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Various Authors 6:38 p.m., Sept. 24
Normally a derisive terms, Hollywood collagist Jacques Kapralik was the master of the cut-and-paste job.
My fascination with sculpted, 3-dimensional caricature dates back to character design on a Colorforms set my Aunt Jen presented me with on the occasion of my 6th birthday.
Long before taking my first hit of acid, I sat and studied the Popeye box art like a Deadhead would the cover of Anthem of the Sun. The fuzzy texture and shadowy depth of the brightly-lit 3D models was like looking into a View Master minus the cardboard reels.
Somewhere in my youth, I must have spied Jacques Kapralik's "shadow box" designs and the images took root in my brain. More likely than not it was in relation to my lifelong obsession with the Marx Bros. Theirs was the first name I entered into the search engine upon discovering the Media History Digital Library. Ads for A Day at the Races and Go West were two of the first entries to appear.
The identity of the man behind the 'circle K' signature, the artist responsible for these painstakingly detailed arrangements of fabric, balsa wood, and whatever else Mr. Kapralik found lying around his studio, was but a mouse click away.
Sadly, there's not much information available on Hollywood's more playful version of Saul Bass. All I know about Mr. Kapralik is contained in this brief biography from the Rocky Mountain Online Archive: "Jacques Kapralik was born in Romania in 1906, and immigrated to the United States in 1936. He was a commercial artist and caricaturist whose art was used in the promotion of motion pictures. Kapralik's distinctive style involved the creation of miniature models from paper and balsa wood. The models were then photographed. These photographs were used as promotional posters for motion pictures, predominantly MGM films. They primarily appeared in trade magazines and press kits. He also created movie posters in the more traditional caricature format for other companies, such as Universal Pictures, and for motion picture advertisements in the Pictorial Review, a newspaper insert on motion pictures of the time. Kapralik also created advertisements for companies such as Nutrilite and S&W."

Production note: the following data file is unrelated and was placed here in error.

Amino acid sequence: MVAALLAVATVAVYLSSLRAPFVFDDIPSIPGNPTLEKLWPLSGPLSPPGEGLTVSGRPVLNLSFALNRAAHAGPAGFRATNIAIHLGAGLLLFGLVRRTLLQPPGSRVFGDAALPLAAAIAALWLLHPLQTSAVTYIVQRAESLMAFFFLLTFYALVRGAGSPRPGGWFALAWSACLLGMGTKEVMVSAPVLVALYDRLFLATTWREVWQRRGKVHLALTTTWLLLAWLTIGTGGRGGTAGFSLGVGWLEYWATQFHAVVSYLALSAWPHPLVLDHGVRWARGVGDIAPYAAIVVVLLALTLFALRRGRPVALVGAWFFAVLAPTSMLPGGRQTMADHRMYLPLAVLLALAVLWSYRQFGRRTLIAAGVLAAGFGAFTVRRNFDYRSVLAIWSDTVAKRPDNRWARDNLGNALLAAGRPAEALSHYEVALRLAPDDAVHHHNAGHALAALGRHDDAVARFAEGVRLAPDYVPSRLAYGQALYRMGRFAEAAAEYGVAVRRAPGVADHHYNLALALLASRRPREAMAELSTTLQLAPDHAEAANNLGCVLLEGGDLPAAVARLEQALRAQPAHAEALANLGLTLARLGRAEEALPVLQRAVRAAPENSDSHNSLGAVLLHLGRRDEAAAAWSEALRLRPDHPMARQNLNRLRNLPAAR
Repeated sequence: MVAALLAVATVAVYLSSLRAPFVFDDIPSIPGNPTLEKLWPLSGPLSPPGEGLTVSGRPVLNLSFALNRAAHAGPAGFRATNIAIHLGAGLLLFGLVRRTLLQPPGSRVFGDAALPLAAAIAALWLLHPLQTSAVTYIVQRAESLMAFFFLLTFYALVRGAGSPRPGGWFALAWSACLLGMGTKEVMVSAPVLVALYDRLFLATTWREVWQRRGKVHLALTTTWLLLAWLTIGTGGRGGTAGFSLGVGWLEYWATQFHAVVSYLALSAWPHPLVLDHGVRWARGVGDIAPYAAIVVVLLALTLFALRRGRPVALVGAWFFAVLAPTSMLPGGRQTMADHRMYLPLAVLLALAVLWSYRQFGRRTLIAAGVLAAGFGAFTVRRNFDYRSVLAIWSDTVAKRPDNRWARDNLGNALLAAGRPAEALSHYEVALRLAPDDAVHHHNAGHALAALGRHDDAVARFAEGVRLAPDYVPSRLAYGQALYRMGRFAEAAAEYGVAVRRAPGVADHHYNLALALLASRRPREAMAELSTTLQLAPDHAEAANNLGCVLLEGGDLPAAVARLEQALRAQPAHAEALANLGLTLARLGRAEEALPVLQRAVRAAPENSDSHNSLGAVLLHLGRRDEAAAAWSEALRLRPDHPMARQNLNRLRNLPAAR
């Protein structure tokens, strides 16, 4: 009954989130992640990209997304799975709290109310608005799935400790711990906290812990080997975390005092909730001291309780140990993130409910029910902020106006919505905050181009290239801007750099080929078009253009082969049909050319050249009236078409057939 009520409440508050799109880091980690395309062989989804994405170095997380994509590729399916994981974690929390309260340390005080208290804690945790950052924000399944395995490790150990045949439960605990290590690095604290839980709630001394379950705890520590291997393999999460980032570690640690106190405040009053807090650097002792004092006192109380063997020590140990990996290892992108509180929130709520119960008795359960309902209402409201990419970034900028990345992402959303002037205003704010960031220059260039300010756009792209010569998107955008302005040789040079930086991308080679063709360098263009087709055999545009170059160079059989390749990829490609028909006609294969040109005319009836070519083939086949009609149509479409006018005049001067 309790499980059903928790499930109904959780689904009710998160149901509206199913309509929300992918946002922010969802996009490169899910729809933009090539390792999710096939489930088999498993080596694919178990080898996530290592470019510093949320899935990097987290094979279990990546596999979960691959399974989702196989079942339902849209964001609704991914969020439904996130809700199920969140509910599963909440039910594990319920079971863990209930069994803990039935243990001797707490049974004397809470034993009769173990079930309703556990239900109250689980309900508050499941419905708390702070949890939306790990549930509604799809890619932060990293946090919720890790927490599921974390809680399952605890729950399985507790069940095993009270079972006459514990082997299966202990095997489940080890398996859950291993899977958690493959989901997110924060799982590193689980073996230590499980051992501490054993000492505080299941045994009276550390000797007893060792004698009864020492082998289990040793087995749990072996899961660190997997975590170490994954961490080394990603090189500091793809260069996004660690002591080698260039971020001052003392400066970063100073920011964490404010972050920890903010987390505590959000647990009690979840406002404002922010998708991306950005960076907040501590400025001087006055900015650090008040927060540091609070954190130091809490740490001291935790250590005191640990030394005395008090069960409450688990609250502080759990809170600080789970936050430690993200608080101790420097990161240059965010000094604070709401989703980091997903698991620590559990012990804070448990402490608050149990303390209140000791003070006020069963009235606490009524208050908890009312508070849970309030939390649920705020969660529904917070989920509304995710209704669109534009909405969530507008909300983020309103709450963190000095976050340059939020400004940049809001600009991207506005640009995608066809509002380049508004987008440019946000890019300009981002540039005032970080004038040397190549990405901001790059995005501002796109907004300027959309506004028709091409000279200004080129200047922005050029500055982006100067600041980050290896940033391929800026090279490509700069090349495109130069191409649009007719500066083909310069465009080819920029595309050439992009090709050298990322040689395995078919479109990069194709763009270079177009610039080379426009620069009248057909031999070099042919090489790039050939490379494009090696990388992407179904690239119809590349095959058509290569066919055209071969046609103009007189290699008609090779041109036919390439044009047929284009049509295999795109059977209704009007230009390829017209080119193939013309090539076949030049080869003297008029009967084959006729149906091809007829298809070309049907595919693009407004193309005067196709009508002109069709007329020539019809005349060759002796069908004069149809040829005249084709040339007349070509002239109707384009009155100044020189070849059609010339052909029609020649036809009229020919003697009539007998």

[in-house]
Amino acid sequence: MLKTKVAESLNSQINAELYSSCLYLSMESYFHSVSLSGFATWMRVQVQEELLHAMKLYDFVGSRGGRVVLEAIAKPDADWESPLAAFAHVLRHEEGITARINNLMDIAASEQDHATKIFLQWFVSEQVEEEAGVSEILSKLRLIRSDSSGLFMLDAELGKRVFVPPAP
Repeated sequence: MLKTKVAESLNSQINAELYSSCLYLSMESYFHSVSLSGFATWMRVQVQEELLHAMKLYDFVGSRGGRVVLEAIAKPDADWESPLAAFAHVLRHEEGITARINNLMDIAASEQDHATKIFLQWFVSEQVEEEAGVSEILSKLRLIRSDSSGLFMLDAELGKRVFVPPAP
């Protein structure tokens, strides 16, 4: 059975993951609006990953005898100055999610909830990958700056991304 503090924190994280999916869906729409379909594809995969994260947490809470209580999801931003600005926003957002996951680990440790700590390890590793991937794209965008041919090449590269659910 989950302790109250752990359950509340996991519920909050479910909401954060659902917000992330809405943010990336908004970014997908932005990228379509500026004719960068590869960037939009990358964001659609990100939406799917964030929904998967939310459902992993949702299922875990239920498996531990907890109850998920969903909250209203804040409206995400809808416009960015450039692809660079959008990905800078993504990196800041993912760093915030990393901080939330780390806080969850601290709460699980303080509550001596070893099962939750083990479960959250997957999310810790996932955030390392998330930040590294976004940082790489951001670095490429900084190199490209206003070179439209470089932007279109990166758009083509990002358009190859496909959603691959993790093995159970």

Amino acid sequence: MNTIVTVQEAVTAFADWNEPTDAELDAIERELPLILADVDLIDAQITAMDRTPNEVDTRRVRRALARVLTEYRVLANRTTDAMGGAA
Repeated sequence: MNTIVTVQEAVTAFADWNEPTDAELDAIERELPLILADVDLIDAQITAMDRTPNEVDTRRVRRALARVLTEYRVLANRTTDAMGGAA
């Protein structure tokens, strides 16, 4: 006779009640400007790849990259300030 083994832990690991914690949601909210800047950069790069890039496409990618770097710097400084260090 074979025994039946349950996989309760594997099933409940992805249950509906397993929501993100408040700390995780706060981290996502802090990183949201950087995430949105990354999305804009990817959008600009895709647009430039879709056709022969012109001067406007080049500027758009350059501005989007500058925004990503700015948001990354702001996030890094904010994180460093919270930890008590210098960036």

In addition to his colorful heralds for the trades, Kapralik was responsible for posters and title sequences for several theatrical features as well as a wide variety of ads. You can find more of Mr. Kapralik's artistry here and here.
All of the ads in this post were taken from The Film Daily and have been lovingly restored by yours truly. The images contained in this post are confined to the chapter in Mr. Kapralik's life devoted to designing trade advertisements for M-G-M. If you like what you see, let me know. There are dozens more in the vaults.
Mickey Rooney and Judy Garland:
The Best for Last - Vincente Minnelli's The Clock:
Unlike Paramount and Columbia, Metro was quicker to tout a roster of 'more stars than there are in heaven' than their earthbound stable of star directors. It's the classic argument of studio as auteur. For every talented helmsman like Mervyn LeRoy, George Sidney, and Stanley Donen there were dozens of personality-less "Action!"-callers like Richard Thorpe, Jean Negulesco, and Curtis Bernhardt on the studio payroll. If you look at the classic M-G-M films released during the '40's and '50's, it's a good bet that half of them were signed by either Vincente Minnelli or George Cukor.
Those who believe that Vincent Minnelli did his best work in the service of Hollywood musicals start here and work your way through his superb series of 'Scope melodramas. A Hollywood romance that gives sentimental fantasy a good name, credit Minnelli with making audiences forget that The Clock was shot entirely on a studio backlot.
Under Kapralik's steady scissors, Judy Garland's profile brings to mind the Woody Allen joke about the woman who had her nose fixed by a golf pro.
The majority of Kapralik's promotional artwork was limited to a single image that faced a page of ad copy. The Clock warranted twice as much space.